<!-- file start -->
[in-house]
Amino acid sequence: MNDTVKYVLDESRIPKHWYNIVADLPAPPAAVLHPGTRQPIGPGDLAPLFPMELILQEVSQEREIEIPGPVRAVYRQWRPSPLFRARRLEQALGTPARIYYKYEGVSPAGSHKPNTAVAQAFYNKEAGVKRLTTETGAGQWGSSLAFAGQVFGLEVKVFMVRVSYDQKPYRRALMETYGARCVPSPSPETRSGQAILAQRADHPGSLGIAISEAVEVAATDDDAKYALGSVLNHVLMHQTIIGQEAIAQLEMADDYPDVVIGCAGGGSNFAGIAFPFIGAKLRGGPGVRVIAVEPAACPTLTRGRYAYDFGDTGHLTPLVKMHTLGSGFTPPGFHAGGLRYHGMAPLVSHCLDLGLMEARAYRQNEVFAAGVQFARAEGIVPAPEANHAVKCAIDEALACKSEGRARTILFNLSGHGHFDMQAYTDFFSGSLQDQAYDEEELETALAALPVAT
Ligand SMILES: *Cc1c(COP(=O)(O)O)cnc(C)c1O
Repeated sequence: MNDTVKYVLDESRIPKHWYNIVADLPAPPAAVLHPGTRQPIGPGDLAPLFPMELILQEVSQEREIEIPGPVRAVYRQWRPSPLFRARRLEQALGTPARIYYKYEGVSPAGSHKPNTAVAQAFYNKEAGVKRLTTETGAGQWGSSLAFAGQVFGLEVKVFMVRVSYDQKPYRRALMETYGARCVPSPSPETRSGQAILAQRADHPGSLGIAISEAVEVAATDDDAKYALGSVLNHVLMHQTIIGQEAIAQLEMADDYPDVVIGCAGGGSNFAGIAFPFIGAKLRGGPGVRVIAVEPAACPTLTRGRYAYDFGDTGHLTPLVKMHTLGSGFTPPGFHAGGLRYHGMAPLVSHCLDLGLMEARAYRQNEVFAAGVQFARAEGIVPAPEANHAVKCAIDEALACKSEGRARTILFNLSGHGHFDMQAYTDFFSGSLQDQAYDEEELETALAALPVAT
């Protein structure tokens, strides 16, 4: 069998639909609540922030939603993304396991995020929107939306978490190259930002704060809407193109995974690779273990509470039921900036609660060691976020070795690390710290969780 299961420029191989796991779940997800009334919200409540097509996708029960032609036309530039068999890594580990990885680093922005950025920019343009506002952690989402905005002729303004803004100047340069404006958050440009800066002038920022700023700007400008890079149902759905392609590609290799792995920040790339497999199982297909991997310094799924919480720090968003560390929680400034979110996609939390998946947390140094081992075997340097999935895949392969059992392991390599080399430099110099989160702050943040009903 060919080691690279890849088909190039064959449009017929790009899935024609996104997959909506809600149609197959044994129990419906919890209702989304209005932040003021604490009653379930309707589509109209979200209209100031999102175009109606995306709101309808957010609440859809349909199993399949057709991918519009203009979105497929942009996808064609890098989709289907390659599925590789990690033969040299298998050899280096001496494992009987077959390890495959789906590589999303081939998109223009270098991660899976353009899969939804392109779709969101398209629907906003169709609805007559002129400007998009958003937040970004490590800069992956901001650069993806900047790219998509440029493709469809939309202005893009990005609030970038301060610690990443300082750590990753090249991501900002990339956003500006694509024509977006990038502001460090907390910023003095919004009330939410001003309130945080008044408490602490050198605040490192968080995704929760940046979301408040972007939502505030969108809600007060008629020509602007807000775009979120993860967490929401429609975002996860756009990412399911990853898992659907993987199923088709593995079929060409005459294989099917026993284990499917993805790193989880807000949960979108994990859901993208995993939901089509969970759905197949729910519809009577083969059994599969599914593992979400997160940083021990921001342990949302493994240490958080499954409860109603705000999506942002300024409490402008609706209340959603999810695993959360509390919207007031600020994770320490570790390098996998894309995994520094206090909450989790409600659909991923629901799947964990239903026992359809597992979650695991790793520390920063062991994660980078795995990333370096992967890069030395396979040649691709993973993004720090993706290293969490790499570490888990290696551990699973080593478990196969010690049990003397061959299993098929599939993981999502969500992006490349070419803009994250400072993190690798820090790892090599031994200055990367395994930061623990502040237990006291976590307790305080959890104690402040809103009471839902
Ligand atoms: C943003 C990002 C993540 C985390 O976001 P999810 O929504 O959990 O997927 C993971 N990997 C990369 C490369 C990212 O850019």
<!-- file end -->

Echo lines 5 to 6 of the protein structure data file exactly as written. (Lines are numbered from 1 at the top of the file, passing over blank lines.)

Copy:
């Protein structure tokens, strides 16, 4: 069998639909609540922030939603993304396991995020929107939306978490190259930002704060809407193109995974690779273990509470039921900036609660060691976020070795690390710290969780 299961420029191989796991779940997800009334919200409540097509996708029960032609036309530039068999890594580990990885680093922005950025920019343009506002952690989402905005002729303004803004100047340069404006958050440009800066002038920022700023700007400008890079149902759905392609590609290799792995920040790339497999199982297909991997310094799924919480720090968003560390929680400034979110996609939390998946947390140094081992075997340097999935895949392969059992392991390599080399430099110099989160702050943040009903 060919080691690279890849088909190039064959449009017929790009899935024609996104997959909506809600149609197959044994129990419906919890209702989304209005932040003021604490009653379930309707589509109209979200209209100031999102175009109606995306709101309808957010609440859809349909199993399949057709991918519009203009979105497929942009996808064609890098989709289907390659599925590789990690033969040299298998050899280096001496494992009987077959390890495959789906590589999303081939998109223009270098991660899976353009899969939804392109779709969101398209629907906003169709609805007559002129400007998009958003937040970004490590800069992956901001650069993806900047790219998509440029493709469809939309202005893009990005609030970038301060610690990443300082750590990753090249991501900002990339956003500006694509024509977006990038502001460090907390910023003095919004009330939410001003309130945080008044408490602490050198605040490192968080995704929760940046979301408040972007939502505030969108809600007060008629020509602007807000775009979120993860967490929401429609975002996860756009990412399911990853898992659907993987199923088709593995079929060409005459294989099917026993284990499917993805790193989880807000949960979108994990859901993208995993939901089509969970759905197949729910519809009577083969059994599969599914593992979400997160940083021990921001342990949302493994240490958080499954409860109603705000999506942002300024409490402008609706209340959603999810695993959360509390919207007031600020994770320490570790390098996998894309995994520094206090909450989790409600659909991923629901799947964990239903026992359809597992979650695991790793520390920063062991994660980078795995990333370096992967890069030395396979040649691709993973993004720090993706290293969490790499570490888990290696551990699973080593478990196969010690049990003397061959299993098929599939993981999502969500992006490349070419803009994250400072993190690798820090790892090599031994200055990367395994930061623990502040237990006291976590307790305080959890104690402040809103009471839902
Ligand atoms: C943003 C990002 C993540 C985390 O976001 P999810 O929504 O959990 O997927 C993971 N990997 C990369 C490369 C990212 O850019």